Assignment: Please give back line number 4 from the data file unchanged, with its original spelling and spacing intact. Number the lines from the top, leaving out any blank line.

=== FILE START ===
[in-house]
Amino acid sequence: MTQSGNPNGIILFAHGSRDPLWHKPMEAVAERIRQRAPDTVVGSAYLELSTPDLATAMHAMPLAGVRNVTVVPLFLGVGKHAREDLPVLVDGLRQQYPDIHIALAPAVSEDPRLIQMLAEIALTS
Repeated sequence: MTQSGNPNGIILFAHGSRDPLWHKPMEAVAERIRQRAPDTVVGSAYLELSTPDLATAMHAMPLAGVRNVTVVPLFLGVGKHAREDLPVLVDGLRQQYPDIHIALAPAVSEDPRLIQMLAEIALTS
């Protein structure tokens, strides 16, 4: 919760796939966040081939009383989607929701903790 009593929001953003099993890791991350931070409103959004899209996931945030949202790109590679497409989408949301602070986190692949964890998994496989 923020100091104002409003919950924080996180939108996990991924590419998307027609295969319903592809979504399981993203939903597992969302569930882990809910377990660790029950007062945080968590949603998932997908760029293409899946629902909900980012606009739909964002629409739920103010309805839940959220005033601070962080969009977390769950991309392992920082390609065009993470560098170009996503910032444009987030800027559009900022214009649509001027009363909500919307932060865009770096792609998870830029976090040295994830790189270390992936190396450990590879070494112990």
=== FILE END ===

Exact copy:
């Protein structure tokens, strides 16, 4: 919760796939966040081939009383989607929701903790 009593929001953003099993890791991350931070409103959004899209996931945030949202790109590679497409989408949301602070986190692949964890998994496989 923020100091104002409003919950924080996180939108996990991924590419998307027609295969319903592809979504399981993203939903597992969302569930882990809910377990660790029950007062945080968590949603998932997908760029293409899946629902909900980012606009739909964002629409739920103010309805839940959220005033601070962080969009977390769950991309392992920082390609065009993470560098170009996503910032444009987030800027559009900022214009649509001027009363909500919307932060865009770096792609998870830029976090040295994830790189270390992936190396450990590879070494112990």